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wheelzapoppin parts 1 and 2

click straight to the road test

it's something of a coup for thewashingmachinepost to receive such an illustrious pair of wheels for review, and i take my campagnolo cap off to david bergmann and stefan behrens of carbonsports for making this happen. not having great experience with gluing tubs on to rims (let alone such expensive rims), david bergmann undertook to send the wheels to one of their partner companies to have a fresh pair of lightweight branded continental competition tubulars installed prior to despatching to islay. these are available to buy from the carbonsports website for around £40.
more on these tubulars when it comes to the road test

lightweight wheels on colnago c40

so basically, what are lightweight wheels, and why should you be interested? as you can see from the photograph to the right, the lightweights are constructed with a deep carbon fibre rim which is suitable for tubular tyres only. rumour has it that carbonsports are working on rims that will accept clinchers, but for now, the tub is the only option.

if you look closely, you will see that the hub flange is also carbon fibre, as is, superficially at least, the hub body. however, the hubs are manufactured by dt swiss and are hugi 240s with (very) smooth cartridge bearings. this should make for relatively easy maintenance, though i did not have cause to find out. dt swiss list these as their top end hubs.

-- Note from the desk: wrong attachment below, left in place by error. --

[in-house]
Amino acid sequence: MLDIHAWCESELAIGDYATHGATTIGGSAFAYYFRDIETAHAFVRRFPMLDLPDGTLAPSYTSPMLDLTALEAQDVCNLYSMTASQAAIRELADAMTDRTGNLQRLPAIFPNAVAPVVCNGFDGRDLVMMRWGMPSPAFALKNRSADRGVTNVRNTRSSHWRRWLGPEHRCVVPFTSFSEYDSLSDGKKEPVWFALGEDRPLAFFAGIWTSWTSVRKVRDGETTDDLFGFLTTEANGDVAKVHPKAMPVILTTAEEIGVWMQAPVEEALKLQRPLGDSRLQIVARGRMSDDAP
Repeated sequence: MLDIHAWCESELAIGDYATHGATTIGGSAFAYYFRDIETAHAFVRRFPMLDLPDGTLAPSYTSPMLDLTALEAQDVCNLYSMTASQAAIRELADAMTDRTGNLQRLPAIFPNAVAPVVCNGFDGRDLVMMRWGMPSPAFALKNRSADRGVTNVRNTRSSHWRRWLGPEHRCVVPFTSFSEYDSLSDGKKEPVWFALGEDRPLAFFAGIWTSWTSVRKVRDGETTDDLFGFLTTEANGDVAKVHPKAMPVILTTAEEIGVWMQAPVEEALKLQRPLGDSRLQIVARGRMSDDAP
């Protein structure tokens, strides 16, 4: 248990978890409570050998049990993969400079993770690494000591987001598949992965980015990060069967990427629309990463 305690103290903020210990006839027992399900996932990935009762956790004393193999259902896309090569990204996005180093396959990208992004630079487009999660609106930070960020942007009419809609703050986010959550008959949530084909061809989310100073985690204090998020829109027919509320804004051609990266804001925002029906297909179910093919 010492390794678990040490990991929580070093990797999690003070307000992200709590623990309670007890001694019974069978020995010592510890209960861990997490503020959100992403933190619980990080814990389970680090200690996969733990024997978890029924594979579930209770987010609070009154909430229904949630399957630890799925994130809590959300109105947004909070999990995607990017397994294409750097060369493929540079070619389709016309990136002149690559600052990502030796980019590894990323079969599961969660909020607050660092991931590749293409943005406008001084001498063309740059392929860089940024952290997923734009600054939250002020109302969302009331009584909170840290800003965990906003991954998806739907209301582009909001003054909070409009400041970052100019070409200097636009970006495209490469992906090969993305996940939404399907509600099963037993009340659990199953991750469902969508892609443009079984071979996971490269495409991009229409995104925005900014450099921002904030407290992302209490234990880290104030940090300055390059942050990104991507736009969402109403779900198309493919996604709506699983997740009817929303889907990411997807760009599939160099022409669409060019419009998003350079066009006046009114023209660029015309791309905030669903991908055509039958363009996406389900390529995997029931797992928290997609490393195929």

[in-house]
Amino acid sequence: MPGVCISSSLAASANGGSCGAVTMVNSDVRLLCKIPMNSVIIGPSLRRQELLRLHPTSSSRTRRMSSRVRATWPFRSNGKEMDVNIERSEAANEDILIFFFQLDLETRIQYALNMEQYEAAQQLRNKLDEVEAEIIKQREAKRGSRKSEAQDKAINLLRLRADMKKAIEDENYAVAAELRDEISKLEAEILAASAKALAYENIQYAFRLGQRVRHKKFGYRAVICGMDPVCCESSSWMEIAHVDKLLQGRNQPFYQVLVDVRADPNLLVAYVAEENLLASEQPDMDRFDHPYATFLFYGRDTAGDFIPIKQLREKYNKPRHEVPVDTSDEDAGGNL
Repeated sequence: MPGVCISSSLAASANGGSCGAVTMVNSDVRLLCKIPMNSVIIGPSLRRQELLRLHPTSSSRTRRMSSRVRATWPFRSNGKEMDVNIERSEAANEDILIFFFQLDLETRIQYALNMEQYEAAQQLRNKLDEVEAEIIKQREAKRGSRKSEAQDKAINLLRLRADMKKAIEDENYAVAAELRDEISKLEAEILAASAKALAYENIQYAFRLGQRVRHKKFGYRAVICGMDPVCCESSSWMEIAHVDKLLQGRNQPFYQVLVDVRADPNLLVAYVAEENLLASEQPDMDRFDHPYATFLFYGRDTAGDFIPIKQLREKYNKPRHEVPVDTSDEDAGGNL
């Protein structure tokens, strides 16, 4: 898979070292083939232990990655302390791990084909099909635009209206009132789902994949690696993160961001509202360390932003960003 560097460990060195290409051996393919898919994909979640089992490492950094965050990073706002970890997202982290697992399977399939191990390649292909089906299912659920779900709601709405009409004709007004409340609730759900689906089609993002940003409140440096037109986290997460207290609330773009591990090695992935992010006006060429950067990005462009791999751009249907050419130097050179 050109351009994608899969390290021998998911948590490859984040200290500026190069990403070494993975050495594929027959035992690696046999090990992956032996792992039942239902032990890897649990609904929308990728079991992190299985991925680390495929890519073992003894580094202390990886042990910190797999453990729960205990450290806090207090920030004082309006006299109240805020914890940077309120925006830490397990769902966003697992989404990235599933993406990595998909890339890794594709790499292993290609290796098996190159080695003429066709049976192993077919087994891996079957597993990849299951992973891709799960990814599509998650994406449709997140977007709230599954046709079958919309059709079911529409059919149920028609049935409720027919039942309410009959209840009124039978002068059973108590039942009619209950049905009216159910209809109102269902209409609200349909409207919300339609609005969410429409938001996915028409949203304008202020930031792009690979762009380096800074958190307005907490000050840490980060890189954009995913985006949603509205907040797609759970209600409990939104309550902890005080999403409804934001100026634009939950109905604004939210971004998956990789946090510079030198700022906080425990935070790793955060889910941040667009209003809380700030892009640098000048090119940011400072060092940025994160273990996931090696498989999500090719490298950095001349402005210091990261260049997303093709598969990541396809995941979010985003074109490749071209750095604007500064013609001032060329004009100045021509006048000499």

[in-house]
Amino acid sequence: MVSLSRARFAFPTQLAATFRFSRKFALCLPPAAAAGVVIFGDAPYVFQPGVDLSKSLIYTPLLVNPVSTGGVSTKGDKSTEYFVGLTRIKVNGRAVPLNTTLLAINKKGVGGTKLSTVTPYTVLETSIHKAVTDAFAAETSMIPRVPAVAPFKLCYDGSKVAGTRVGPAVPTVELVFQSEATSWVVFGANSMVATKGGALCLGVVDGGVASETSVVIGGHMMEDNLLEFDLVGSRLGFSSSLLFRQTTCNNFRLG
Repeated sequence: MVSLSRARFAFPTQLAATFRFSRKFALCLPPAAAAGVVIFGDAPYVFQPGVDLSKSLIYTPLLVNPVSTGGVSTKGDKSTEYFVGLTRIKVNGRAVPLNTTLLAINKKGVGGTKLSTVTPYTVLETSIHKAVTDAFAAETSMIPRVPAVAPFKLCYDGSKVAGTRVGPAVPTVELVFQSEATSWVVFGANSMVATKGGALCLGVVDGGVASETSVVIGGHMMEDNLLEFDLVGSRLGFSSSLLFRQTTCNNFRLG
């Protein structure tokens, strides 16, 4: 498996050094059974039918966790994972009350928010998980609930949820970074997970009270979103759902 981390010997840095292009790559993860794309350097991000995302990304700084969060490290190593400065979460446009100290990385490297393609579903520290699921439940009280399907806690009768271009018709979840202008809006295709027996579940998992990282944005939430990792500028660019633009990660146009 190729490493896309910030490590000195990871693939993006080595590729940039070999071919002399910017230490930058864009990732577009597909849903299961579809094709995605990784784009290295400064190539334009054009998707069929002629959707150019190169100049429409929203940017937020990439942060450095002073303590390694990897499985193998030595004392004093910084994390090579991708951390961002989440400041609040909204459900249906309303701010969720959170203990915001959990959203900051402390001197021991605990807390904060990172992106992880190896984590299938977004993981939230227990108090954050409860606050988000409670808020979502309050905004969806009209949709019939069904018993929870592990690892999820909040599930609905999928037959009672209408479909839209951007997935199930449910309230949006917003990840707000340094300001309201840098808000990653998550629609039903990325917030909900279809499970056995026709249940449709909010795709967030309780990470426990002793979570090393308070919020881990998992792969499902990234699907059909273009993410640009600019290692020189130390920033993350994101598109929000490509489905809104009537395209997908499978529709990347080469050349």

carbonsports also infer that changing the rear wheel to suit campagnolo or shimano is a fairly simple process by means of an easily removable freehub body. the test pair came set for campagnolo, (as requested), and again, i had no reason to test their claim, not least of which was due to the lack of a shimano freehub body with which to try.

fitting the ten speed cassette to the lightweight was a piece of cake until....

the wheels which normally reside on the colnago are built on a pair of pre-2000 campagnolo record hubs, which use a smaller diameter lockring than campag's current offerings, which was not something i had in mind at the time of fitting. so when the eleven sprocket was in place, it was something of a disappointment to discover that the lockring had absolutely no chance of holding all in place. by sheer luck, thewashingmachinepost bike shed had a pristine lockring secured in a small plastic drawer, so the world was saved, but it may be something to bear in mind if you have just taken delivery of these reassuringly expensive wheels (i am reliably informed that there are no such compatibility problems with shimano hubs).

the second, and to be honest, the trickiest part of fitting a pair of lightweights to a bicycle came when changing the brake shoes. carbon rims do not conduct heat, at least not in the way that we have become used to with alloy rims. so it is necessary to change the brake shoes on the bike to a set that work on carbon rims.

lightweight wheel on colnago c40

for this i was prepared, and had ordered in a set of appropriate campagnolo shoes (they sell them for their bora and hyperon wheels), but carbonsports had thoughtfully included a lightweight branded set with the wheels, so i fitted those instead. getting the old ones out involved placing the holder in a vice and tapping (i use the word advisedly - some of the little blighters were none too keen on shifting) the standard shoe out with a rubber mallet. once it moved slightly, a drop of spray lube into the pad holder helped.